back to article FTC signals crackdown on ed-tech harvesting kid's data

The US Federal Trade Commission on Thursday said it intends to take action against educational technology companies that unlawfully collect data from children using online educational services. In a policy statement, the agency said, "Children should not have to needlessly hand over their data and forfeit their privacy in …

  1. Anonymous Coward
    Anonymous Coward

    It's a start but it's missing worse issues.

    While the many companies that harvest more information than they need deserve to have their knuckles rapped, I'd like to see the larger issues with child targeting "adware" fixed more urgently. Many of these apps are essentially a thin wrapper of education over a thicker wrapper of adware disguised as a game. The worst of them are based around was is essentially add click fraud based on unpaid child labor. If that sounds both outrageous and insidious it is. If it sounds outlandish, it is not.

    I say one of these games in action on a long road trip once. The driver had handed their pre-K child an iPad during the drive, and opened a game that pretended to be a logic puzzle based on triangles. Superficially it was designed to appeal to parents as a learning/logic app, but on closer observation the game had a "hint" button that would play an ad to get a hint of what the next move in a solution was. I watched in horror as the kid played 40 ads in the span of 30 min spamming that hint button instead of solving the puzzle. It was nothing more than a skinner box built to condition babies to watch monetized ads all day. And the driver was none the wiser as the sound was ducked down during the ads, so all the driver heard was their little genius solving spatial logic puzzles. Evil.

    Certainly bust the ad networks profiling and targeting kids and selling their information, just don't leave out the app builders exploiting unpaid child labor to run the back end of their click-fraud botnet.

    1. Eclectic Man Silver badge
      Unhappy

      Re: It's a start but it's missing worse issues.

      Years ago a US confectionary company produced a maths* textbook that used its own products to demonstrate arithmetic (if I start with 25 M&M's** and eat 7, how many do I have left?). They wanted the local education board to adopt the book and mandate it as the only maths textbook permitted for use in the area's state schools.

      *I'm a Brit, we says "maths", not "math", sorry.

      **(I think it was M&M's, but I'm not sure. Other American confectioners are available.)

      1. ThatOne Silver badge

        Re: It's a start but it's missing worse issues.

        Training the young to imprint on your product(s) is an old trick. Check the fight between Google and Microsoft to supply their own kit to educational structures: Once they have imprinted on it, those kids will keep preferring it all their lives ("Baby duck syndrome").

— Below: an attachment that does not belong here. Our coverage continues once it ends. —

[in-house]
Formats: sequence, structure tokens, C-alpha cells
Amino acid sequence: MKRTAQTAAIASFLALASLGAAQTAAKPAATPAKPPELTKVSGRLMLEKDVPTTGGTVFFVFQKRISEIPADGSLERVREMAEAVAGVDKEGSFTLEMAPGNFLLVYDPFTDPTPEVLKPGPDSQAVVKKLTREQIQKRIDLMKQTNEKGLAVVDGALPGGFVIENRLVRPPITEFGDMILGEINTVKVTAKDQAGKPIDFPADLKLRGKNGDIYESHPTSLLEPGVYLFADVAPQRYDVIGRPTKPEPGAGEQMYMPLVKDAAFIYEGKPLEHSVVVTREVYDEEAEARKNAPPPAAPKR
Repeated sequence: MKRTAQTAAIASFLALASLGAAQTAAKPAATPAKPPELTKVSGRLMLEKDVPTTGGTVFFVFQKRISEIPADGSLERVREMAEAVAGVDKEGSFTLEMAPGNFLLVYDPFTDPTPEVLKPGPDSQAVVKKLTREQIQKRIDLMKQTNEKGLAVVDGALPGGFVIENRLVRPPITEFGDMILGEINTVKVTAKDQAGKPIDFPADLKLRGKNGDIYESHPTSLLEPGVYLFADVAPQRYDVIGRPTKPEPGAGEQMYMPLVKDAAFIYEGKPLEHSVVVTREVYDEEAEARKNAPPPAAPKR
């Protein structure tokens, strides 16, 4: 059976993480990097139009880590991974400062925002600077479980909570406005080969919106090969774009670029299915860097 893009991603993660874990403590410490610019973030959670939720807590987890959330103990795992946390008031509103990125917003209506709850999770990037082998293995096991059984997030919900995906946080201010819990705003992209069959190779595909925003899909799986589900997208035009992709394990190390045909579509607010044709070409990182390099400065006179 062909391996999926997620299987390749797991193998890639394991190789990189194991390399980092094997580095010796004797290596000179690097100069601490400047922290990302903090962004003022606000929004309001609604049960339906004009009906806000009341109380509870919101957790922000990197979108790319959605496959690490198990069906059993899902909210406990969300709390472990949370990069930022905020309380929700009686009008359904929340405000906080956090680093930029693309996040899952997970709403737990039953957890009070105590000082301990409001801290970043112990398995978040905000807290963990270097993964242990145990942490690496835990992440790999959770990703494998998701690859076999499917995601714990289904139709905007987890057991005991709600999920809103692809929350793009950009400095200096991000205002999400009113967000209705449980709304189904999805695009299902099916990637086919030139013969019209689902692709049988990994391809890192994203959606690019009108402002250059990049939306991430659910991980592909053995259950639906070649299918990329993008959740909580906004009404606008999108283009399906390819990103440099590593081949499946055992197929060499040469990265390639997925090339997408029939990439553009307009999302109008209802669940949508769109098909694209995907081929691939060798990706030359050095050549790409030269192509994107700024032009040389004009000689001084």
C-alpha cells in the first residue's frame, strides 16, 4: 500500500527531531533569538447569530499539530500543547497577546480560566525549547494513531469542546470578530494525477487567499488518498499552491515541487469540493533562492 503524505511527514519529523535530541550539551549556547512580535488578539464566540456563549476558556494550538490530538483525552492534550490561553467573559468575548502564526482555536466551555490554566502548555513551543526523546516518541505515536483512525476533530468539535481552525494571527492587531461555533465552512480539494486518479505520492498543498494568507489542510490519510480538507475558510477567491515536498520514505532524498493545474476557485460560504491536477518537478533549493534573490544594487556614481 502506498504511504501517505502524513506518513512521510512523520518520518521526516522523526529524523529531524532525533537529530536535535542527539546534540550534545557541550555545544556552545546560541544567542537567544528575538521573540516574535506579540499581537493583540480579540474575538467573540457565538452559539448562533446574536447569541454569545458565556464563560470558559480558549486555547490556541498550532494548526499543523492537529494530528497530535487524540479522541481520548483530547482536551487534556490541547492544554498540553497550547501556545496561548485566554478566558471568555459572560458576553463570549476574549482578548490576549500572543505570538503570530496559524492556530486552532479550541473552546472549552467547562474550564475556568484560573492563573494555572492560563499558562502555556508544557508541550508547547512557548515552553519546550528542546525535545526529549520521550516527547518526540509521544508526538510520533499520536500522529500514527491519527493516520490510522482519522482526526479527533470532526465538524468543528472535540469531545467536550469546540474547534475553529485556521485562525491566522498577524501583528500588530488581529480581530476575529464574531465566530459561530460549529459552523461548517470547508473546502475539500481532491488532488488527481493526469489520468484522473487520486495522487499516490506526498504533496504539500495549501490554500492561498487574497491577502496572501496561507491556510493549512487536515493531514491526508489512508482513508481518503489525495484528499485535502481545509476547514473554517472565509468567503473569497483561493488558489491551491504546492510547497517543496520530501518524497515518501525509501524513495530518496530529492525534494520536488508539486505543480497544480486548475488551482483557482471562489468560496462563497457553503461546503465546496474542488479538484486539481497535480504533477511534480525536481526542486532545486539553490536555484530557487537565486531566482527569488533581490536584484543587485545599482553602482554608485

1. Eclectic Man Silver badge

          Re: It's a start but it's missing worse issues.

          Is that why IBM was so keen to 'sell' computers to universities?

  2. Foxglove

    Wrong options...

    'COPPA took effect in April, 2000 and was amended in 2013. It applies to commercial websites and online services (including mobile apps and IoT devices) aimed at, or known to be used by, children under 13 that collect, use, or disclose personal information. It requires that such services provide notice of data use and obtain parental consent.'

    It should prohibit collection, use and disclosure of said data.

    That way there would never be a need for parental consent.

    Such consent may be difficult to avoid if the child is told to use a service by an educational establishment, at which point it's not really consent any longer.

    1. ThatOne Silver badge

      Re: Wrong options...

      Agree. "Consent" is just a fig leaf to make it look like there is some control.

      Even if we ignore those parents who just don't care, many/most of the caring parents don't have the information needed to make an informed choice, and are under pressure from both their kids ("all my buddies use it"), the society ("keep up with the times weirdo"), and indeed often from clueless education structures ("that's what we use and that's final").

      But then there is money to be made, future suckers consumers to be trained educated, so concerns are put aside. Money doesn't just talk, it also lubricates...

      1. Eclectic Man Silver badge

        Re: Wrong options...

        I expect the 'suppliers' of the 'free' 'educational' applications would claim that without the possibility of making some money from the kiddies' data, there would be no apps and the kiddies would be deprived of the education that is their right.

        It does rather remind me of the lines from Tom Lehrer's song 'The Old Dope Pedler':

        "He gives the kids free samples,

        Because he knows full well,

        That today's young, innocent faces,

        Will be tomorrow's clientele."

        1. Eclectic Man Silver badge
          Unhappy

          Re: Wrong options...

          Having posted that a few days ago, I am now listening to 'The Empire of Pain', about the Sackler family and Purdue Pharma's promotion of the opioid Oxycontin 'pain killer' in the USA. Basically, with help from the FDA they seem to have legalised heroin addiction and supply, and been able to tax it.

  3. choleric

    Love the subhead

    But who shot who?

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